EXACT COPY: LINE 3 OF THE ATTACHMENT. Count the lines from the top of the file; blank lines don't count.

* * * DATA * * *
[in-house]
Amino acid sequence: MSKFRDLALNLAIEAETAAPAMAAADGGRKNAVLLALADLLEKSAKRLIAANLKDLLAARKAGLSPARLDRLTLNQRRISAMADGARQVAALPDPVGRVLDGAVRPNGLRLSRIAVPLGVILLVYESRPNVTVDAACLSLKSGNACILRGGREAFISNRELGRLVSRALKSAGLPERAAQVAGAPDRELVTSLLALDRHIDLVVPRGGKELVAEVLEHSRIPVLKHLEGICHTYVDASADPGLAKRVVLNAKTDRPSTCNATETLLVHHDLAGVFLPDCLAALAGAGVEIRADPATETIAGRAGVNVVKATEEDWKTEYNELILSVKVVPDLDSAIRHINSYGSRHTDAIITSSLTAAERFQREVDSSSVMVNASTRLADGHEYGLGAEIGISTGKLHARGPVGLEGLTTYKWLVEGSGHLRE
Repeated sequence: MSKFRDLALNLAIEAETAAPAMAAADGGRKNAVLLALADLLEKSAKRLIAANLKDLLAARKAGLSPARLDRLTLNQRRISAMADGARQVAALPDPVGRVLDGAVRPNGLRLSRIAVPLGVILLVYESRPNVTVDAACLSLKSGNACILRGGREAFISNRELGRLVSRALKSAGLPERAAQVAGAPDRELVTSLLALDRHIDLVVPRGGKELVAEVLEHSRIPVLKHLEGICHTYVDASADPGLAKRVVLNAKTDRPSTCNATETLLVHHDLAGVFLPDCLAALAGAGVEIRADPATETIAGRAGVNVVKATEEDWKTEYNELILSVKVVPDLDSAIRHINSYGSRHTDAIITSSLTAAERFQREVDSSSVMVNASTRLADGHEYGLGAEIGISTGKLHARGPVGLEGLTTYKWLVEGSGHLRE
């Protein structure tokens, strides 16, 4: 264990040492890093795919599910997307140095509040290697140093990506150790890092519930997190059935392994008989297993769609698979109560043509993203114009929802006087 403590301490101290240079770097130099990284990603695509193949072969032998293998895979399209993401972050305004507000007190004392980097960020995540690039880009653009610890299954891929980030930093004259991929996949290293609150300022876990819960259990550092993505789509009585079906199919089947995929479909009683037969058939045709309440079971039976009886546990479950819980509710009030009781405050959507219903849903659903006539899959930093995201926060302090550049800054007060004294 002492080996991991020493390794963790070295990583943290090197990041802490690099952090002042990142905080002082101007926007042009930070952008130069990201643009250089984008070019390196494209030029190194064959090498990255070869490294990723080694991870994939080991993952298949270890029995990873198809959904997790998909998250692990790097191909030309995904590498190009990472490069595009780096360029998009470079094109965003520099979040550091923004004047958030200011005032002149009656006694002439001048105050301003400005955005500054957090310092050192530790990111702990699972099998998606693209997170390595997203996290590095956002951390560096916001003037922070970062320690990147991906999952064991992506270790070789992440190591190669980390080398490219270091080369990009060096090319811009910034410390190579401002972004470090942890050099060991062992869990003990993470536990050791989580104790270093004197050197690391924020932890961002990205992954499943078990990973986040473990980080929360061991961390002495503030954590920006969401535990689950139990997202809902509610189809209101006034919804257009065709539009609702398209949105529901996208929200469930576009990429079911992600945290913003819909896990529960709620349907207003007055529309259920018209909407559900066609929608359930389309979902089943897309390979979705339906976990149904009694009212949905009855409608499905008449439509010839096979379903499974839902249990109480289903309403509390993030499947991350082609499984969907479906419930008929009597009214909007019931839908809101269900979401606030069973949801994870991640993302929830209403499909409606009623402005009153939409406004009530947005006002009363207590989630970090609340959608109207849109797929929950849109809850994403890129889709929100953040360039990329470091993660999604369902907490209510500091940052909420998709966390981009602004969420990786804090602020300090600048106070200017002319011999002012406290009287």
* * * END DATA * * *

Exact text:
Repeated sequence: MSKFRDLALNLAIEAETAAPAMAAADGGRKNAVLLALADLLEKSAKRLIAANLKDLLAARKAGLSPARLDRLTLNQRRISAMADGARQVAALPDPVGRVLDGAVRPNGLRLSRIAVPLGVILLVYESRPNVTVDAACLSLKSGNACILRGGREAFISNRELGRLVSRALKSAGLPERAAQVAGAPDRELVTSLLALDRHIDLVVPRGGKELVAEVLEHSRIPVLKHLEGICHTYVDASADPGLAKRVVLNAKTDRPSTCNATETLLVHHDLAGVFLPDCLAALAGAGVEIRADPATETIAGRAGVNVVKATEEDWKTEYNELILSVKVVPDLDSAIRHINSYGSRHTDAIITSSLTAAERFQREVDSSSVMVNASTRLADGHEYGLGAEIGISTGKLHARGPVGLEGLTTYKWLVEGSGHLRE